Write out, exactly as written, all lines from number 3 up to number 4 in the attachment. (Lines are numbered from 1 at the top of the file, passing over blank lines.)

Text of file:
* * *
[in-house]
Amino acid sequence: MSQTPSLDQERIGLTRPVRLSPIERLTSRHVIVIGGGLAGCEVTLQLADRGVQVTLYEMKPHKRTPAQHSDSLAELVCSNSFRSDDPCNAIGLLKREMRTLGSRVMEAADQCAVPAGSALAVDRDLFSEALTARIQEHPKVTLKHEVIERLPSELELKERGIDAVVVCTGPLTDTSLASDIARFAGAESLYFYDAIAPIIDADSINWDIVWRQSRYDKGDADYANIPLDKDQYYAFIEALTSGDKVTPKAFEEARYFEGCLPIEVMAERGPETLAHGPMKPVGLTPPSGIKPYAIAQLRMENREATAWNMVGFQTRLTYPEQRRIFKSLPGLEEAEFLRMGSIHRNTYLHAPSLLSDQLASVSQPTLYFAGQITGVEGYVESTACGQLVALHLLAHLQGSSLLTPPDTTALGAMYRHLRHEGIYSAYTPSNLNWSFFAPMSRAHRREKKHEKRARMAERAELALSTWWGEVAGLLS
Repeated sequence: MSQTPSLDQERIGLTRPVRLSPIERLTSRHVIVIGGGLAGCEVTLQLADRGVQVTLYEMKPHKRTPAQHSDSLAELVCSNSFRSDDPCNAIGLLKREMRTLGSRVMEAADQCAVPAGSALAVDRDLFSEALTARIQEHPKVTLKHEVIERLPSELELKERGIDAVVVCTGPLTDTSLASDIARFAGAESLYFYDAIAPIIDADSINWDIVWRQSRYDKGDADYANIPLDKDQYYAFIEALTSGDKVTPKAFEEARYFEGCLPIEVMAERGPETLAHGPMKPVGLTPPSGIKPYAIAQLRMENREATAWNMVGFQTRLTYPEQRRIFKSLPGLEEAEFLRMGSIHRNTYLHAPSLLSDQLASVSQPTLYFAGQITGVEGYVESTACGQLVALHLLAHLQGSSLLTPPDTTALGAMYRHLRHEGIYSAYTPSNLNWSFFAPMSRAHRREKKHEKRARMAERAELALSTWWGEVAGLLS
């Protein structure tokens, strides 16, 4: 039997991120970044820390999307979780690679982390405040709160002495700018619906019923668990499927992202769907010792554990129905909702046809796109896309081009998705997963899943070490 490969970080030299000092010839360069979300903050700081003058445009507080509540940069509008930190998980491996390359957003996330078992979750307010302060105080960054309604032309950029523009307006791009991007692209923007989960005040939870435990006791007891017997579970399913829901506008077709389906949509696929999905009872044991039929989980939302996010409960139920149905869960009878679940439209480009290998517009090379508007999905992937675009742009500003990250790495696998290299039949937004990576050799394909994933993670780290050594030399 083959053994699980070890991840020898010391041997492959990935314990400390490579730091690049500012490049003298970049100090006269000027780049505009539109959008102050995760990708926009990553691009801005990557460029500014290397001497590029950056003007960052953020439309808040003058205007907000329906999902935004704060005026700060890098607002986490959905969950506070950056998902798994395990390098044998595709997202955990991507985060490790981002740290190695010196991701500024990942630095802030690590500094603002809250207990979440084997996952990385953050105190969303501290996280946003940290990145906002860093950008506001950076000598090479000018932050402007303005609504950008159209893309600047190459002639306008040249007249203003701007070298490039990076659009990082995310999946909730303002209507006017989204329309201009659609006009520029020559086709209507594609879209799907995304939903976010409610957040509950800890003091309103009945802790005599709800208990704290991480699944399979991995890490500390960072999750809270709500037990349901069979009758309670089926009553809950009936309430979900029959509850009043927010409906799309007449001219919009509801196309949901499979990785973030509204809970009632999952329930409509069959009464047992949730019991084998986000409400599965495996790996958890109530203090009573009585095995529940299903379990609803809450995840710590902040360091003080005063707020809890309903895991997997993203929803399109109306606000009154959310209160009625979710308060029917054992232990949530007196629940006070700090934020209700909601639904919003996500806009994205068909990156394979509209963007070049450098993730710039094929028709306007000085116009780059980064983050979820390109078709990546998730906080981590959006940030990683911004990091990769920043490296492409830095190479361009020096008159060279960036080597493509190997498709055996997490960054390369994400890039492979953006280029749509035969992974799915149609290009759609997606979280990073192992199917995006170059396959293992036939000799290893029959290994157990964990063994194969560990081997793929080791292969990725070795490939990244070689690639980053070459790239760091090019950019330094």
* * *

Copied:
Repeated sequence: MSQTPSLDQERIGLTRPVRLSPIERLTSRHVIVIGGGLAGCEVTLQLADRGVQVTLYEMKPHKRTPAQHSDSLAELVCSNSFRSDDPCNAIGLLKREMRTLGSRVMEAADQCAVPAGSALAVDRDLFSEALTARIQEHPKVTLKHEVIERLPSELELKERGIDAVVVCTGPLTDTSLASDIARFAGAESLYFYDAIAPIIDADSINWDIVWRQSRYDKGDADYANIPLDKDQYYAFIEALTSGDKVTPKAFEEARYFEGCLPIEVMAERGPETLAHGPMKPVGLTPPSGIKPYAIAQLRMENREATAWNMVGFQTRLTYPEQRRIFKSLPGLEEAEFLRMGSIHRNTYLHAPSLLSDQLASVSQPTLYFAGQITGVEGYVESTACGQLVALHLLAHLQGSSLLTPPDTTALGAMYRHLRHEGIYSAYTPSNLNWSFFAPMSRAHRREKKHEKRARMAERAELALSTWWGEVAGLLS
């Protein structure tokens, strides 16, 4: 039997991120970044820390999307979780690679982390405040709160002495700018619906019923668990499927992202769907010792554990129905909702046809796109896309081009998705997963899943070490 490969970080030299000092010839360069979300903050700081003058445009507080509540940069509008930190998980491996390359957003996330078992979750307010302060105080960054309604032309950029523009307006791009991007692209923007989960005040939870435990006791007891017997579970399913829901506008077709389906949509696929999905009872044991039929989980939302996010409960139920149905869960009878679940439209480009290998517009090379508007999905992937675009742009500003990250790495696998290299039949937004990576050799394909994933993670780290050594030399 083959053994699980070890991840020898010391041997492959990935314990400390490579730091690049500012490049003298970049100090006269000027780049505009539109959008102050995760990708926009990553691009801005990557460029500014290397001497590029950056003007960052953020439309808040003058205007907000329906999902935004704060005026700060890098607002986490959905969950506070950056998902798994395990390098044998595709997202955990991507985060490790981002740290190695010196991701500024990942630095802030690590500094603002809250207990979440084997996952990385953050105190969303501290996280946003940290990145906002860093950008506001950076000598090479000018932050402007303005609504950008159209893309600047190459002639306008040249007249203003701007070298490039990076659009990082995310999946909730303002209507006017989204329309201009659609006009520029020559086709209507594609879209799907995304939903976010409610957040509950800890003091309103009945802790005599709800208990704290991480699944399979991995890490500390960072999750809270709500037990349901069979009758309670089926009553809950009936309430979900029959509850009043927010409906799309007449001219919009509801196309949901499979990785973030509204809970009632999952329930409509069959009464047992949730019991084998986000409400599965495996790996958890109530203090009573009585095995529940299903379990609803809450995840710590902040360091003080005063707020809890309903895991997997993203929803399109109306606000009154959310209160009625979710308060029917054992232990949530007196629940006070700090934020209700909601639904919003996500806009994205068909990156394979509209963007070049450098993730710039094929028709306007000085116009780059980064983050979820390109078709990546998730906080981590959006940030990683911004990091990769920043490296492409830095190479361009020096008159060279960036080597493509190997498709055996997490960054390369994400890039492979953006280029749509035969992974799915149609290009759609997606979280990073192992199917995006170059396959293992036939000799290893029959290994157990964990063994194969560990081997793929080791292969990725070795490939990244070689690639980053070459790239760091090019950019330094």